Along with the aforementioned "Moonin", "Padrino N.2" is the sole non-original composition on the album. Credited to Sergio Paolini, Stelio Silvestri (...who probably created the arrangement...) and Nino Rota (the original composer), it is an excellent cover of the main theme from "The Godfather: Part II" which features a strings section and various solos including bass clarinet (....or something which sounds just like that...) and harmonica.
"Computer Man" is a simple uptempo track which includes some special effects of unspecified nature, which could (...or not...) include direct manipulation of piano strings and tape echo. This is the only piece on the album that I would dare to call a filler and it's not that bad at all, really.
With the both dramatic and almost relaxing "Viso di donna" (A Woman's Face) the strings return and we enter in a sort of Easy Listening and cinematic territory which also offers a peaceful interlude in the form of a flute melody plus guitar/bass accompaniment which reminded me of Middle Ages and Renaissance music... At this point, it is worth mentioning that all the eight original compositions on the album are signed by Elio Giampaolo Nigi: give praise where praise is due!
The album closes with the more-than-eight-minutes-long cavalcade of "Flute's Wind", the only piece for which Angelique San is given a writing credit. The song begins with a crazier-than-crazy flute solo, then guitar and percussions are slowly added to the mix and, as soon as bass and drums join in with the other instruments, Angelique begins to tickle the listener with not completely intelligible Italian vocals, just before letting herself go free in frantic mode. At some point all the instruments stop and another wild flute solo begins, then the song structure takes a jazzy turn until it rarefies... That's when the flute and guitar emerge again from inner piano tricks and, after the rhythm section has completed the picture, the main theme and vocal hooks are repeated once again... Stellar!!!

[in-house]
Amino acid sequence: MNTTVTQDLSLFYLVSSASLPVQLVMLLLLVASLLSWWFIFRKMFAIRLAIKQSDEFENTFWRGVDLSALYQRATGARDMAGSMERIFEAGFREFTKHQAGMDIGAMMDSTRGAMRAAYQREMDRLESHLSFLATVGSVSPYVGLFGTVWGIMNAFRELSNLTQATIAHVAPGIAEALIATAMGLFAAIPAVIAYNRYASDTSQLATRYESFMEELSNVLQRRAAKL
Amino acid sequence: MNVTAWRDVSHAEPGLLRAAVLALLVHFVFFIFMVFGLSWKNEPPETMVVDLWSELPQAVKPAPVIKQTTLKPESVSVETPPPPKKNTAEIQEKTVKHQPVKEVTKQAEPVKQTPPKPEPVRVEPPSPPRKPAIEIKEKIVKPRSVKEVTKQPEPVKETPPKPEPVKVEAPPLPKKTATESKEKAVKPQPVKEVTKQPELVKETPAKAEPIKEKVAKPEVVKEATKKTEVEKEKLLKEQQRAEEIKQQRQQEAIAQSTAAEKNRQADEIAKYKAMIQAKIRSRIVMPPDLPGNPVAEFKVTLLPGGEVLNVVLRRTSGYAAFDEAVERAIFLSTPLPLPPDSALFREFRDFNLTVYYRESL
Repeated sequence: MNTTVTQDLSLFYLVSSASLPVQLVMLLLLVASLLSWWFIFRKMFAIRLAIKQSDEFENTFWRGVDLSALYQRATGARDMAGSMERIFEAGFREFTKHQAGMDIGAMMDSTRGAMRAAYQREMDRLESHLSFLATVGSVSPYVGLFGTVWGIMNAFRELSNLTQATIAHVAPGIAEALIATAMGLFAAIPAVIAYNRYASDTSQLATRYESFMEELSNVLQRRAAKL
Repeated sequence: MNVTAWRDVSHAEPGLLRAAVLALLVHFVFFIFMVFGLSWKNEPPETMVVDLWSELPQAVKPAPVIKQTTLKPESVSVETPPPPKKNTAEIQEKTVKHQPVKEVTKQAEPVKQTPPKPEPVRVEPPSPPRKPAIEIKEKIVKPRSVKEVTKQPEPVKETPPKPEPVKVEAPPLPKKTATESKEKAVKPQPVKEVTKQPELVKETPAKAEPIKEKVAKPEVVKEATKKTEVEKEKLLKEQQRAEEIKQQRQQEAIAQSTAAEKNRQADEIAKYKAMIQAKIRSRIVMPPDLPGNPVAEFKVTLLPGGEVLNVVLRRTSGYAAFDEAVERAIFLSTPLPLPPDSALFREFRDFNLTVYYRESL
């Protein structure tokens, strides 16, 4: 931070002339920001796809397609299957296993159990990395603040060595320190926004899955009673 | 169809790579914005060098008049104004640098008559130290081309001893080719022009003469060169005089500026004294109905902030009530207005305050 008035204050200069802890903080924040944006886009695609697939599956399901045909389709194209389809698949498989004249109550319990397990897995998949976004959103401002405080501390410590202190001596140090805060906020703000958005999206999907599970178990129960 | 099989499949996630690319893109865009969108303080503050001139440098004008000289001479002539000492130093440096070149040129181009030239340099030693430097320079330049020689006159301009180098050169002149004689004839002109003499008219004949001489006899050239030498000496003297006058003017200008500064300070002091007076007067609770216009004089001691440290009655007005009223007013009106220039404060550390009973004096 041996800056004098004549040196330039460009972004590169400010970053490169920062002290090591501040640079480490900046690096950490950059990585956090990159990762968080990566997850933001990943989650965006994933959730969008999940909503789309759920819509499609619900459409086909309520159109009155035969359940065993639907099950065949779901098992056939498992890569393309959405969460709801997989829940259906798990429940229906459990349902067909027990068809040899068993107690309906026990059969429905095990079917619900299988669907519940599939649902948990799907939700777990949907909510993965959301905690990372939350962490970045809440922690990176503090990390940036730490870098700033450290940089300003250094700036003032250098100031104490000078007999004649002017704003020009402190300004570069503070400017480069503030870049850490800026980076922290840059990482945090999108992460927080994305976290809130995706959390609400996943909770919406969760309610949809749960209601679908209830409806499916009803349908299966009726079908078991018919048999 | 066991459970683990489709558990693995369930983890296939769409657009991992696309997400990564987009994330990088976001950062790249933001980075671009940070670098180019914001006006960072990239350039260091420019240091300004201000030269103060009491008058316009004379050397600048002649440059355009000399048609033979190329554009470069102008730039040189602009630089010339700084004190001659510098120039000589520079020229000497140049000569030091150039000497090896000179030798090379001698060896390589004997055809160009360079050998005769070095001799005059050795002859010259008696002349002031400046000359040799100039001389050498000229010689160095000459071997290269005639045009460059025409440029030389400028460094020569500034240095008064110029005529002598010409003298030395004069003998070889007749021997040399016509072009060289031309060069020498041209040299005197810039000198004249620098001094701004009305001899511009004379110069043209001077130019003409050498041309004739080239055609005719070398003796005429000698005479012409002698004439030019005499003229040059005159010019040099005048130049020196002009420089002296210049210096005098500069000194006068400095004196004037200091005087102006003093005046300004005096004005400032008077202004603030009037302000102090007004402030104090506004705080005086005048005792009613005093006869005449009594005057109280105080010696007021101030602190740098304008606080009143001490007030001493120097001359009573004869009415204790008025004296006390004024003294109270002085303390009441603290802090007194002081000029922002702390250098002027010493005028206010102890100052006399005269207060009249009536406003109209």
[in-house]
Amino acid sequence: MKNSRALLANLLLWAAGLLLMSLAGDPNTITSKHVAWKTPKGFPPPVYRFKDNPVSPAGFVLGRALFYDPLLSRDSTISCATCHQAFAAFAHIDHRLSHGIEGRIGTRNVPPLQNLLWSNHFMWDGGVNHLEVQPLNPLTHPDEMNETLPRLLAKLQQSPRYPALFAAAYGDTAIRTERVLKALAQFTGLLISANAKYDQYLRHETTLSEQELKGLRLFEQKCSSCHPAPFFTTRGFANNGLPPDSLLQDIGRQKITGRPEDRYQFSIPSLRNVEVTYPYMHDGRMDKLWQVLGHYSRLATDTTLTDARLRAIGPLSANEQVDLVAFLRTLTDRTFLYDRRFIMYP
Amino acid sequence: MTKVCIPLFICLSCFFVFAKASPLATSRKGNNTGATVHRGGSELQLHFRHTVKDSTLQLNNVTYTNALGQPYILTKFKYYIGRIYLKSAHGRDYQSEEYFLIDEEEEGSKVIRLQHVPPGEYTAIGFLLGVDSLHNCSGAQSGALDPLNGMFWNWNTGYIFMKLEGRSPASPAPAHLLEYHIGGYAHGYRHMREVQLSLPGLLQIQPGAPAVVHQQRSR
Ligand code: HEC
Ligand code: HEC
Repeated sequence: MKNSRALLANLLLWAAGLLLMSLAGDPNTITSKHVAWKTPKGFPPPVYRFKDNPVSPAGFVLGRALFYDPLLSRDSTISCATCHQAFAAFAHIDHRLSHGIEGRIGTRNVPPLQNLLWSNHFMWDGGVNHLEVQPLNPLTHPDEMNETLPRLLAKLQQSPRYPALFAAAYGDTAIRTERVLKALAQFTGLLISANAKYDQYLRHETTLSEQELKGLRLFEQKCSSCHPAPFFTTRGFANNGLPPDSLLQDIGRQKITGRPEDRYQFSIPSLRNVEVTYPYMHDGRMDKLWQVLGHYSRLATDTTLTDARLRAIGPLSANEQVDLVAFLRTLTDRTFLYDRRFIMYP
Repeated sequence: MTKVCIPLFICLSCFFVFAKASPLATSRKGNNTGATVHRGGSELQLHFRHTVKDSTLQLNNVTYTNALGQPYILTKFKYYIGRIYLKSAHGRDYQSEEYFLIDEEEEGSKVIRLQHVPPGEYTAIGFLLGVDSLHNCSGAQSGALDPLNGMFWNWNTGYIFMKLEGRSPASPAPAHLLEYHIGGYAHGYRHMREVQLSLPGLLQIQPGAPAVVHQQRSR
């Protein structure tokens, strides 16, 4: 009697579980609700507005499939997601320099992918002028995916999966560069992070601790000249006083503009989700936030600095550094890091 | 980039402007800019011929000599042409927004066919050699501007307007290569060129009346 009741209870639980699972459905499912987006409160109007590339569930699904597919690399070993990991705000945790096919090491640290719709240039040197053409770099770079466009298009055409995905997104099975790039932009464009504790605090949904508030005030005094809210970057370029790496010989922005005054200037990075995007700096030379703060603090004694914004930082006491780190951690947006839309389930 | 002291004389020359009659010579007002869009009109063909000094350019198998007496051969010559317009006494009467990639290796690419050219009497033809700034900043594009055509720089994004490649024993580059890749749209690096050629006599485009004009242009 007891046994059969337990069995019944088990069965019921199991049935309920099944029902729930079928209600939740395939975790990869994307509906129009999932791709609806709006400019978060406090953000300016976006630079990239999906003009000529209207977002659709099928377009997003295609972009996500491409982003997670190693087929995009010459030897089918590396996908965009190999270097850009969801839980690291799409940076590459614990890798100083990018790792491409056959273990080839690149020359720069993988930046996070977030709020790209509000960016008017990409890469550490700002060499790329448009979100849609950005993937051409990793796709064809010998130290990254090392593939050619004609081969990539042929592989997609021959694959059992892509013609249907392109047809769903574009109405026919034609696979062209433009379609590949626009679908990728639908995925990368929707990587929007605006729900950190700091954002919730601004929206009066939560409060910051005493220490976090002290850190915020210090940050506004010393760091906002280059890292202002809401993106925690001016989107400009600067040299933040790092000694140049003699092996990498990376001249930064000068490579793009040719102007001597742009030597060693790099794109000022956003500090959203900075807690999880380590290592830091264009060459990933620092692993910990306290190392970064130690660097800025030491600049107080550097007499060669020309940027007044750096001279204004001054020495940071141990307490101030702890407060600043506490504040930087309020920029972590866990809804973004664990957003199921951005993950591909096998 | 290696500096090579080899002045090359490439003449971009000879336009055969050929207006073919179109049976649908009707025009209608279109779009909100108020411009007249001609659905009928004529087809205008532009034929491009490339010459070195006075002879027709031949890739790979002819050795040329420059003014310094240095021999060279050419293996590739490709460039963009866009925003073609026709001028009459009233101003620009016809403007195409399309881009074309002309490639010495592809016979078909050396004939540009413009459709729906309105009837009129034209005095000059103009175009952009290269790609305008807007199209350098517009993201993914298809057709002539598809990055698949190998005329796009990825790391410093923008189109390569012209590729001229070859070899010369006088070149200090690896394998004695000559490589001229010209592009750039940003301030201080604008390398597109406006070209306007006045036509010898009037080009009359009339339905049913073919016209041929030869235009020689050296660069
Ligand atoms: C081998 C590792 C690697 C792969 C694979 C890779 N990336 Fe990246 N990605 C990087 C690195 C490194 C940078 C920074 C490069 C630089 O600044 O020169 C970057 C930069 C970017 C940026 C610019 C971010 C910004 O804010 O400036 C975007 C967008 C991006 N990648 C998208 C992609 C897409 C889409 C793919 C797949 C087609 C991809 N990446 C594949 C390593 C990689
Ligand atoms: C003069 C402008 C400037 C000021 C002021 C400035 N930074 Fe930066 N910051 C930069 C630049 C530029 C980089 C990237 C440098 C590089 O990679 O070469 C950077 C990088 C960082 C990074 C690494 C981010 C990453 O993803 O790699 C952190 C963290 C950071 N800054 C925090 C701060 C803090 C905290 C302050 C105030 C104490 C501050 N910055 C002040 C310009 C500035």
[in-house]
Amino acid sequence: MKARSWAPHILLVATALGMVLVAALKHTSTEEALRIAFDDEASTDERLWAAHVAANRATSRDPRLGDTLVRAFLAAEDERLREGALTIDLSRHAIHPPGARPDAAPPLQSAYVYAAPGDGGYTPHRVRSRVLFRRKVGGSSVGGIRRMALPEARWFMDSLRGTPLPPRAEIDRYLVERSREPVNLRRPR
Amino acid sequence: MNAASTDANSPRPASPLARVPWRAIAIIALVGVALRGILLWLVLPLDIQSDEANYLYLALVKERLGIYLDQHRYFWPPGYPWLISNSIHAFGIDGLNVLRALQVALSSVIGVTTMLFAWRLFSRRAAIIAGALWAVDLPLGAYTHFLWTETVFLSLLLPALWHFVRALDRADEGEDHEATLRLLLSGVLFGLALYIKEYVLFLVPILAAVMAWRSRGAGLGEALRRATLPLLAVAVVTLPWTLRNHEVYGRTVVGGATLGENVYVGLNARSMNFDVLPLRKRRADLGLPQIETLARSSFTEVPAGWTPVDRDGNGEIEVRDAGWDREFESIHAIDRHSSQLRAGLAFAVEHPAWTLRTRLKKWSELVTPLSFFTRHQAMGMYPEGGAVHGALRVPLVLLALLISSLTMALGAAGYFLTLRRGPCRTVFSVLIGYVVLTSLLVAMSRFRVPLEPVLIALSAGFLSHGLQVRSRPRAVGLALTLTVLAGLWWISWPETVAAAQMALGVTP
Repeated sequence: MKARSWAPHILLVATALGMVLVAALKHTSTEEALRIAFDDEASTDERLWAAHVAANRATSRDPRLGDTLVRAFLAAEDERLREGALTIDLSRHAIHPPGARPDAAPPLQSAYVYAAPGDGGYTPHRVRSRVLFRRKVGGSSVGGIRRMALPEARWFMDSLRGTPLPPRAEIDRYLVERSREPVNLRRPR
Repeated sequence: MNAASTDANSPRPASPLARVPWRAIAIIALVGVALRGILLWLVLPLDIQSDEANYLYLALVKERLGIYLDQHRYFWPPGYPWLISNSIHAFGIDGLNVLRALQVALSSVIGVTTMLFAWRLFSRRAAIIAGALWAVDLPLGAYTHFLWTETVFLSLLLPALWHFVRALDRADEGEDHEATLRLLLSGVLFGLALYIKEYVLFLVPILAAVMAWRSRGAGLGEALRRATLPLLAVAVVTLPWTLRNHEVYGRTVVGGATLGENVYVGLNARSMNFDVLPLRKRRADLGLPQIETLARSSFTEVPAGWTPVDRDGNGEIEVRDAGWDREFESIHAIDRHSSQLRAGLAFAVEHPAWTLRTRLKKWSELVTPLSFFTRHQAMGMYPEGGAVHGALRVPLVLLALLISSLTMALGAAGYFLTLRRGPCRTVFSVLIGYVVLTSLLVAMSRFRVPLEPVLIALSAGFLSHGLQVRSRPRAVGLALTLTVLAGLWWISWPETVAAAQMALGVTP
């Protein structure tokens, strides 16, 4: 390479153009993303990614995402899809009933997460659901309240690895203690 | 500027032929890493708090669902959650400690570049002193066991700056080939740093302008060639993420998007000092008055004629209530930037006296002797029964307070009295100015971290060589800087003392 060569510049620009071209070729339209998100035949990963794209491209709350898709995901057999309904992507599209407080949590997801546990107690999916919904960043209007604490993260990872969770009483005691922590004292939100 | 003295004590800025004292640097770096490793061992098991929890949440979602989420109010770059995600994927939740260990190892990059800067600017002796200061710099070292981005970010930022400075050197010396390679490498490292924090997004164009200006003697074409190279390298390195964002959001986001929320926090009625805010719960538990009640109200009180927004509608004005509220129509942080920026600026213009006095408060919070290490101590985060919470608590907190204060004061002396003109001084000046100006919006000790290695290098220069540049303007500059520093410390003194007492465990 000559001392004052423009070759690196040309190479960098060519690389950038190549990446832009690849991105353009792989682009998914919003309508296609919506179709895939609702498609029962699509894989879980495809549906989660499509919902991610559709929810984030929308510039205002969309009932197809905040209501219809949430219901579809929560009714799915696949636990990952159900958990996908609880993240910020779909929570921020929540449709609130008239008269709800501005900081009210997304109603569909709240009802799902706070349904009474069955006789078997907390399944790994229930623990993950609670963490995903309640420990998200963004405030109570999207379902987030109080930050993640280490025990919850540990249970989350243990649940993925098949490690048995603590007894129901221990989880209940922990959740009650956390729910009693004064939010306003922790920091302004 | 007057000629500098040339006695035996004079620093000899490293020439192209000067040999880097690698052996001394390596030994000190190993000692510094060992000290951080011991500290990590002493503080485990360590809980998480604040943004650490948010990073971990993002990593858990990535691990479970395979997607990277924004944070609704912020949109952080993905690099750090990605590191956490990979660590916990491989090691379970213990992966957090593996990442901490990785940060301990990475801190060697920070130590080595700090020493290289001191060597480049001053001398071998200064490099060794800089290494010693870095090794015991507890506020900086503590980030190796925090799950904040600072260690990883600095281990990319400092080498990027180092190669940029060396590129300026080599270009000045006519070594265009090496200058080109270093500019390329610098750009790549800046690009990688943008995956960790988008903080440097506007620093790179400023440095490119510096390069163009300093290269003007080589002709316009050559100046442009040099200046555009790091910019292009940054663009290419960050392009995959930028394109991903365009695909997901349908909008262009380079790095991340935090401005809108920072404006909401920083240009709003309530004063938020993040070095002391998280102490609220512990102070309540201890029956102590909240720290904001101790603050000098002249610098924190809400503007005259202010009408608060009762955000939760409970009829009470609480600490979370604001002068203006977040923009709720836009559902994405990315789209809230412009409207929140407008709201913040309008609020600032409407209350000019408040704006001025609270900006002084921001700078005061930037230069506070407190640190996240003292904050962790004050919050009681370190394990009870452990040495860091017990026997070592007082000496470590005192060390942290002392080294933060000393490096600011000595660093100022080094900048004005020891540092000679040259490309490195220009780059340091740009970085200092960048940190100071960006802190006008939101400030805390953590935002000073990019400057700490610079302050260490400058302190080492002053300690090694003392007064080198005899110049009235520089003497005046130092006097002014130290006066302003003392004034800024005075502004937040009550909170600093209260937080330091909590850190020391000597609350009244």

The following clips offer a preview of the remastered album, enjoy "Harmattan", "Viso di donna", "Africa Sound" and "Flute's Wind"!
More information about Jean Paul & Angelique is available here:
If you have any other useful information about this post, or if you spot any dead links, just get in touch with me at stereocandies [at] hotmail [dot] com or leave a comment in the box below, thank you!